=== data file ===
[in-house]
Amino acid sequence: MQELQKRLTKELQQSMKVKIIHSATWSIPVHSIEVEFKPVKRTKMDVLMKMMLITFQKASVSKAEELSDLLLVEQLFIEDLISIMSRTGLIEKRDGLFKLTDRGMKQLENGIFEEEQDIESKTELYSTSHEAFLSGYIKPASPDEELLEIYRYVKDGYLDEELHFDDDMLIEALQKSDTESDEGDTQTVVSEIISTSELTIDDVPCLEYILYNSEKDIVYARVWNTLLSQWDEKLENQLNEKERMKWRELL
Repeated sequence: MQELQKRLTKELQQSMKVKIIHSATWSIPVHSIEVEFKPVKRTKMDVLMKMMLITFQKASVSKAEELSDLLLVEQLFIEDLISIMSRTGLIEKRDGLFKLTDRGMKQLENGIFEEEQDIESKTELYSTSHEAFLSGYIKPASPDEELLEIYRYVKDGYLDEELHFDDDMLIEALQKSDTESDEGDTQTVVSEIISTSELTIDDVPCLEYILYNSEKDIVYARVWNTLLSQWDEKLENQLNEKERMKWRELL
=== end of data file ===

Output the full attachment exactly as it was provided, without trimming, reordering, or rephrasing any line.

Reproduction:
[in-house]
Amino acid sequence: MQELQKRLTKELQQSMKVKIIHSATWSIPVHSIEVEFKPVKRTKMDVLMKMMLITFQKASVSKAEELSDLLLVEQLFIEDLISIMSRTGLIEKRDGLFKLTDRGMKQLENGIFEEEQDIESKTELYSTSHEAFLSGYIKPASPDEELLEIYRYVKDGYLDEELHFDDDMLIEALQKSDTESDEGDTQTVVSEIISTSELTIDDVPCLEYILYNSEKDIVYARVWNTLLSQWDEKLENQLNEKERMKWRELL
Repeated sequence: MQELQKRLTKELQQSMKVKIIHSATWSIPVHSIEVEFKPVKRTKMDVLMKMMLITFQKASVSKAEELSDLLLVEQLFIEDLISIMSRTGLIEKRDGLFKLTDRGMKQLENGIFEEEQDIESKTELYSTSHEAFLSGYIKPASPDEELLEIYRYVKDGYLDEELHFDDDMLIEALQKSDTESDEGDTQTVVSEIISTSELTIDDVPCLEYILYNSEKDIVYARVWNTLLSQWDEKLENQLNEKERMKWRELL